Department of Philosophy Programs

Students who study philosophy learn to think clearly and with autonomy; they become problem-solvers. Southern’s philosophy degree, taught by world-renowned faculty, is accentuated by specialized courses in applied philosophy — courses such as Computer Ethics, Bio-Medical Ethics, Business Ethics, Philosophy of Education, and Moral Problems in the Law — and prepares students for exciting careers in teaching and research, public administration, business, law, and journalism.

Bachelor of Arts degree, the major in philosophy includes courses in the history of philosophy, logic, recent or contemporary philosophy

The student's major may embody one of several possibilities; for example, a historical emphasis, an applied philosophy focus, a problems approach. Fulfilling whatever pattern a student selects will be under the guidance of a departmental adviser.

If prerequisites are lacking, permission to take a course may be requested of the department. Study of special topics related to the chosen pattern of courses or topics of interest not covered by course offerings may be accomplished by means of independent study (PHI 499).

Students may not count more than 6 credits toward the philosophy major from among the following courses: PHI 207, 208, 301, 302, 303, and 403. Students are strongly advised to complete a year of European history early in their program. For those contemplating graduate study in philosophy, a second foreign language is recommended.

The minor consists of 18 credits, selected with the advice of the department. Not more than 6 credits may be taken at the 100 level, and at least 6 credits must be taken at the 300 and/or 400 levels. PHI 296 and 306 are required. The philosophy seminar, which is optional for minors, may be taken only with the consent of the department. Students may count not more than three credits toward the minor from among the following courses: PHI 207, 208, 301, 302, 303, and 403.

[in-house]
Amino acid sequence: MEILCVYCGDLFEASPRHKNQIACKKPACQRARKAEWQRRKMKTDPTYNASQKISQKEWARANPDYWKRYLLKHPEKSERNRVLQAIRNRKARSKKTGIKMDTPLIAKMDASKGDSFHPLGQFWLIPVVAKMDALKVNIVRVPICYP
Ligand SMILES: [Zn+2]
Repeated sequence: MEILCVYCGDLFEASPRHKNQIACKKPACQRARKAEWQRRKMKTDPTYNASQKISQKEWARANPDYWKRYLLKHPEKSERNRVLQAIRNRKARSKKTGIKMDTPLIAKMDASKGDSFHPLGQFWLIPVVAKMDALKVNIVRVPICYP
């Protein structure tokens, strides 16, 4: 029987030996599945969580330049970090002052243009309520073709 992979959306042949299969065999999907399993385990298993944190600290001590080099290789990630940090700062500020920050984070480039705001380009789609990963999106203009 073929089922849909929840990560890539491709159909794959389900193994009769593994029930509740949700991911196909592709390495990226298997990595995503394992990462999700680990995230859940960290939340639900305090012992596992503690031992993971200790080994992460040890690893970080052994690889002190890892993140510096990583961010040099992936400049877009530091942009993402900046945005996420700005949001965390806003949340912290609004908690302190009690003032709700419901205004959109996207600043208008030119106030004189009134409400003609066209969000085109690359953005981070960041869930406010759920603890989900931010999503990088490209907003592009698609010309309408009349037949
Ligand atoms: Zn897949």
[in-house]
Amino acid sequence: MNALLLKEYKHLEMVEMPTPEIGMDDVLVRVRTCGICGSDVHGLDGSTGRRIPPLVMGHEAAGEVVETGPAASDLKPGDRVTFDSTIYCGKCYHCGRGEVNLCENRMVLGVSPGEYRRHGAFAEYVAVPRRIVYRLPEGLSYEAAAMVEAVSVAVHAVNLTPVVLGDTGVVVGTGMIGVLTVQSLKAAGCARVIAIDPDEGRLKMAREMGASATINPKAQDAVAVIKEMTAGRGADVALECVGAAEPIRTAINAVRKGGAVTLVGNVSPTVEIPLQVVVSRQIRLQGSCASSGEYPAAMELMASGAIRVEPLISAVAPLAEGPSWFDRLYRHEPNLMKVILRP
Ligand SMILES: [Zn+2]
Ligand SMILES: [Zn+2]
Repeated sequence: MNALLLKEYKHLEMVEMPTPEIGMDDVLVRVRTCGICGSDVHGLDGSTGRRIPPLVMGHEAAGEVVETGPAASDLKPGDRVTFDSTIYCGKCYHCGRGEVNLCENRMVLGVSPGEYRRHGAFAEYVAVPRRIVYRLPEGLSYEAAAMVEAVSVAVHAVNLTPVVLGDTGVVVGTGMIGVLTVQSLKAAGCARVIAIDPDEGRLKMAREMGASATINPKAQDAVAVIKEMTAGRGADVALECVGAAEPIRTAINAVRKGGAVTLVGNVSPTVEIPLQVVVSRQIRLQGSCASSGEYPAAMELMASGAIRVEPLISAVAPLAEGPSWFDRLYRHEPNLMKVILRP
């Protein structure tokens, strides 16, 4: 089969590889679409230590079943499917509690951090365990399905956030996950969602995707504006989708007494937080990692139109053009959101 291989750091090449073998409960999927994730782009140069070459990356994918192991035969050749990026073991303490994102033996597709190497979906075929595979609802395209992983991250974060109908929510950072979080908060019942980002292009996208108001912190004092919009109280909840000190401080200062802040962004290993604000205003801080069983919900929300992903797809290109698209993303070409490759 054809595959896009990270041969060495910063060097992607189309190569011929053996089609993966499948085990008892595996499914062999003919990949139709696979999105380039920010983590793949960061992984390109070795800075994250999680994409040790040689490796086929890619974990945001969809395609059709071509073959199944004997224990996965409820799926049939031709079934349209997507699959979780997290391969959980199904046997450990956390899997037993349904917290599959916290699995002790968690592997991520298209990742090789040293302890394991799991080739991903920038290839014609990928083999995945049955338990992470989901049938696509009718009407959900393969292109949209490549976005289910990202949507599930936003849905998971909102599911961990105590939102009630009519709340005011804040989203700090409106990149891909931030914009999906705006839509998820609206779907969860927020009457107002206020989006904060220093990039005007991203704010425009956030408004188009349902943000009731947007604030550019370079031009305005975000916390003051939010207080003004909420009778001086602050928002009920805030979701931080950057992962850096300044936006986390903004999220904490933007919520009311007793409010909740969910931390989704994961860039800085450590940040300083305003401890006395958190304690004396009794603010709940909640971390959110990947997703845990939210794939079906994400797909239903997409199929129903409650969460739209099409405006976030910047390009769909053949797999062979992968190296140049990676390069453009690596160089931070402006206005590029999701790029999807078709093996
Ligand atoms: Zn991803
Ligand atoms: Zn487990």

We offer a Minor in Religious Studies for students who either:

  • wish to explore the influence on and interrelationships between religion and such cultural institutions and areas of human experience as art, history, literature, politics, ethics, and science; or
  • wish to be prepared to teach world religions or aspects of religion as part of humanities programs in schools; or
  • intend to do graduate work in religious studies programs.

The Science, Values and Society minor is best suited for students interested in ideas, concepts and concerns located at the intersection of science and values. By engaging in these topics, the Science, Values and Society minor will gain a broader understanding of the social and ethical implications of scientific practices, scientific methodologies, and technologies. The Science, Values and Society minor is especially helpful when paired with a scientific or interdisciplinary major so that the student receives a more well-rounded scientific education, one that allows the student to fully understand the role of science within a broader societal structure.